Accessibility is also getting a further boost with the completion of the connection to Stoney Trail this year, “so people won’t have to worry about bottlenecks along Deerfoot Trail,” she adds. People are very positive about the prospects of living in this part of town, and getting in sooner than later. “We have been attracting a variety of buyers, a lot of young professionals, and a lot of keen investors,” says Donnelly. “And because of our high-end finish, we have noticed that we are also attracting the downsizer and empty-nester crowd, especially older parents who have their adult children already living in Auburn Bay.” Auburn Bay is a popular lake community, with a tremendous amount of recreational activities for all residents. This family-oriented neighborhood is the ideal community that provides the perfect setting for a four-season stay-cation with its 43-acre lake and a renovated community hall, which is almost doubling its size by adding a further 6,900 square-feet to the 7,000-square-foot building.

The suites are designed to meet a wide range of lifestyles — from singles wanting to get out of the rental rut, couples just starting out their lives, and downsizers looking to scale down space but not luxury. Donnelly says they have suites to meet all of their expectations. “There are eight floor plans to choose from, we have two styles of corner units, which have been by far the most popular,” she adds. One-bedroom with one bathroom suites start from $211,500 plus GST and two bedroom suites with two bathrooms start at $251,900 plus GST. The sizes range from 742 to 1,008 square-feet, which includes a two-bedroom + den layout. It is the use of space that really makes these floor plans a knockout, by utilizing every inch of space for maximum livability that fits all lifestyles. There is ample room to entertain and to be able to enjoy a nice dinner with friends. “Buyers have three different colour palettes to choose from,” says Donnelly. The suites come with quartz countertops, laminate hardwood flooring, and ceramic tile in the entry way, kitchen and bathroom.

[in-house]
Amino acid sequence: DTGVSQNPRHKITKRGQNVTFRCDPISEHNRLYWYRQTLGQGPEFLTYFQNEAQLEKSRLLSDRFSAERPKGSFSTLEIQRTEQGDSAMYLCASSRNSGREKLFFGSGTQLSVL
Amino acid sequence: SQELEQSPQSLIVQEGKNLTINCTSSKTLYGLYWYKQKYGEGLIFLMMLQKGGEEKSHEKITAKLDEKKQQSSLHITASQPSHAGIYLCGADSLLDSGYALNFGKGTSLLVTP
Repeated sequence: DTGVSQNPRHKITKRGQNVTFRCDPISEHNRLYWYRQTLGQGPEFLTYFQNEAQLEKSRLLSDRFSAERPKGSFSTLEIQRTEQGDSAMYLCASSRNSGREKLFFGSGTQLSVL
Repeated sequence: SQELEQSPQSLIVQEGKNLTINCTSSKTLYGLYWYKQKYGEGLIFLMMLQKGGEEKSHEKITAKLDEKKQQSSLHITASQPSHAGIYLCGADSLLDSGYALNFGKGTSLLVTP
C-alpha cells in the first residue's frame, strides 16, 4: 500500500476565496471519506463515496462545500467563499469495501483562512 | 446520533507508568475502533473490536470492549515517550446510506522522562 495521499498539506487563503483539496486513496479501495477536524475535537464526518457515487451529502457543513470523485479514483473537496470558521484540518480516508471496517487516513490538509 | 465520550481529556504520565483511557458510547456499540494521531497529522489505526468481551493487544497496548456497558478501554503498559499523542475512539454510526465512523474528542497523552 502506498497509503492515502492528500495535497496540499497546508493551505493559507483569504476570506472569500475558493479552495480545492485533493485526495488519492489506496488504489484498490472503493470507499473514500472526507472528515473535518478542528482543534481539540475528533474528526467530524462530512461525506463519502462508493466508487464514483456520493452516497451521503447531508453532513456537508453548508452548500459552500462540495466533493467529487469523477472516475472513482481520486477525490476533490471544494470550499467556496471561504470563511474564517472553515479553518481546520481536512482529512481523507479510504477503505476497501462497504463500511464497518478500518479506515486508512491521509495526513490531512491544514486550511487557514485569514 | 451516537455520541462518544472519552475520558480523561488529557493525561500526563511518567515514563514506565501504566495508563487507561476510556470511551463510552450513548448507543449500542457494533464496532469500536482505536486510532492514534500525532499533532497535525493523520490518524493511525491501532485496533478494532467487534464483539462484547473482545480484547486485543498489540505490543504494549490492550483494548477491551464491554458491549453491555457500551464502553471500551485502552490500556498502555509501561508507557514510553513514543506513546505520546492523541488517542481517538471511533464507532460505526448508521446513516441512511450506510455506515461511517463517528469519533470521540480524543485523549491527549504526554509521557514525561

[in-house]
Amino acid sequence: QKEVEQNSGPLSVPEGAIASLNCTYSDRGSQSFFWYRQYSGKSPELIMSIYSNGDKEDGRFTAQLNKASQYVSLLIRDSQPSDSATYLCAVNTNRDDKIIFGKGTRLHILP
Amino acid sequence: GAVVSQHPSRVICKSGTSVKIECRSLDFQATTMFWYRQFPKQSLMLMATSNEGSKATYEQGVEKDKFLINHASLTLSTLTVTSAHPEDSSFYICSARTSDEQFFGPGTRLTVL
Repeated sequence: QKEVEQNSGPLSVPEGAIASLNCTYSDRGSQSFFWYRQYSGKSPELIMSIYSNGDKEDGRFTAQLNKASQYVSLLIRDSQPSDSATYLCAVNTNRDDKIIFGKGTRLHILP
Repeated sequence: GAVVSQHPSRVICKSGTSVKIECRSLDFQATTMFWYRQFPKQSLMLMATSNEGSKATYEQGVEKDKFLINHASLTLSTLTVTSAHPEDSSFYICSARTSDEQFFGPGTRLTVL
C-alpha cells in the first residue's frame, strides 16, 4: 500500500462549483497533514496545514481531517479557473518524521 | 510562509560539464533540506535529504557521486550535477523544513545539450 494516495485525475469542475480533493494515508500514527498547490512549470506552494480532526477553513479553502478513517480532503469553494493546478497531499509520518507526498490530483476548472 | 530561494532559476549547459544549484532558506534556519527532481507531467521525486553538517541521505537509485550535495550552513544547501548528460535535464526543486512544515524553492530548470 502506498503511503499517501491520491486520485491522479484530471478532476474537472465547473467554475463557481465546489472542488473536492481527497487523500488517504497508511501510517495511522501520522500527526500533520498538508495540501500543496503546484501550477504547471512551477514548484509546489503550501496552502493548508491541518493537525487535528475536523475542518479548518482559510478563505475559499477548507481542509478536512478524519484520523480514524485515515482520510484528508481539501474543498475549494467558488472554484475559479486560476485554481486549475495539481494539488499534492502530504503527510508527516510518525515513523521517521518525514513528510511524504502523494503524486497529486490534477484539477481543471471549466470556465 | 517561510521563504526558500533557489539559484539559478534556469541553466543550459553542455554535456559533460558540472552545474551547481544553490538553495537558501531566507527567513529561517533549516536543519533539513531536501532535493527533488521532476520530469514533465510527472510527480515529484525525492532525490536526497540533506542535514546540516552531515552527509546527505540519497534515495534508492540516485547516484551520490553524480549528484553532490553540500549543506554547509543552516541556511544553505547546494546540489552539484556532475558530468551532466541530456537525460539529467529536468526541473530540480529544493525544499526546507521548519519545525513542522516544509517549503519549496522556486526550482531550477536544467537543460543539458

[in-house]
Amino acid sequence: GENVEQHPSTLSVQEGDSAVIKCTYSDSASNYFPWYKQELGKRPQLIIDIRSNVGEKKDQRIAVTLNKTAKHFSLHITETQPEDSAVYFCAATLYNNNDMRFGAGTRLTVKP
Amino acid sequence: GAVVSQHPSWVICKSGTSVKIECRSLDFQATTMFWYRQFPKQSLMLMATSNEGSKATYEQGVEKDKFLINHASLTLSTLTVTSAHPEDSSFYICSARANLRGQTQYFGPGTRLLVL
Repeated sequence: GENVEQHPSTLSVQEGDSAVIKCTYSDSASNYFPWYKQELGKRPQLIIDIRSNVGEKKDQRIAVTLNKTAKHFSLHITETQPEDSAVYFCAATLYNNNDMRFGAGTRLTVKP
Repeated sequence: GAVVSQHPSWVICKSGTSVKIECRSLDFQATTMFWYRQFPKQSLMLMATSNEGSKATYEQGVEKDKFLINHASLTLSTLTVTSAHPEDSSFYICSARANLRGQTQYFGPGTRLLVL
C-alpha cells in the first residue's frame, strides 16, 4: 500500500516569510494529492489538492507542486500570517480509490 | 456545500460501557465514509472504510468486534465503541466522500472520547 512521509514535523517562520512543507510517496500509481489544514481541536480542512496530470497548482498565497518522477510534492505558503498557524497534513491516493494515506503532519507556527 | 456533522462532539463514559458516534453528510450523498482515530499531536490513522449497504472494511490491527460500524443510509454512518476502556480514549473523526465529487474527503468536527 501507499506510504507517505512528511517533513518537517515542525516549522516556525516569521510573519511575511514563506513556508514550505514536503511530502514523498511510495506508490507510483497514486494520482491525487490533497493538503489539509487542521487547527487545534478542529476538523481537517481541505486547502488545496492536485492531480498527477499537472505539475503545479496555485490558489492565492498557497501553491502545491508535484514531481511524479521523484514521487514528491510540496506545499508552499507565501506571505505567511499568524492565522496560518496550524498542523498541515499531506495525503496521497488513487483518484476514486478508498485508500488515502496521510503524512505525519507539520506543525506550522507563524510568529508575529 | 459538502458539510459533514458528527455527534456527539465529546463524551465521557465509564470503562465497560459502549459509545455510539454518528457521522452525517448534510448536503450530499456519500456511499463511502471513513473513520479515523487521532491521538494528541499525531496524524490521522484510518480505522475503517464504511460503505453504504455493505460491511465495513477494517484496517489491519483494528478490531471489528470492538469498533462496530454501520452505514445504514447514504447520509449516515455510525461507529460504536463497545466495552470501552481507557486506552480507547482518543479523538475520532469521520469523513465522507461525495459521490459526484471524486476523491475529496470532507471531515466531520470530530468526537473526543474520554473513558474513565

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condo profile | 

“The suites all have nine-foot ceilings, in-floor heating, and ceramic tile backsplash on vanities.” “The suites all have nine-foot ceilings, in-floor heating, and ceramic tile backsplash on all vanities,” she adds. Suites also come with stainless steel appliances, as seen in their on-site presentation centre. “You can see exactly what your suite could look like,” adds Donnelly, as they used Stonecroft’s standard finishes to decorate the centre. All suites also include in-suite laundry, and “buyers will all receive a stacker, LG white front loading, washer and dryer,” says Donnelly. Additionally, each unit also comes with underground parking, and an option to buy an extra stall, which is a great incentive for couples. Residents also get their own storage locker, located in the underground parking lot, with added area for bicycles, and guest parking is available in the center courtyard, says Donnelly. “We are anticipating possession starting in the summer of 2013,” Donnelly says.  CL

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Fa s t Fac ts Commmunity: Auburn Bay Project: Stonecroft Auburn Bay Developer: Stonecroft Style: Apartment-style condos Size: Starts at 742 sq. ft. Price: Starts at $211,500 plus GST Address: Corner of Auburn Bay Link and Seton Blvd. S.E. Directions: South on Deerfoot Trail and exit on Seton Blvd. and follow the signs Hours: Monday to Thursday 2-7 p.m., weekends and holidays noon to 5 p.m. Website: www.stonecroft.ab.ca


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By Pepper Rodriguez | Condo profile

Get into Mahogany

Serif - Craftsman

Condo fee-free living in Sabal’s new attached homes in Mahogany

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akeside living has never been an affordable proposition, especially in Calgary’s premiere lake community of Mahogany where even townhomes are already in the $330,000. But Sabal Homes’ new line of attached homes brings this condo lifestyle affordability in this popular southeast community — best of all there are no condo fees. Sabal Homes is introducing side-by-side homes in mansionstyle elevations that bring a new kind of sophistication to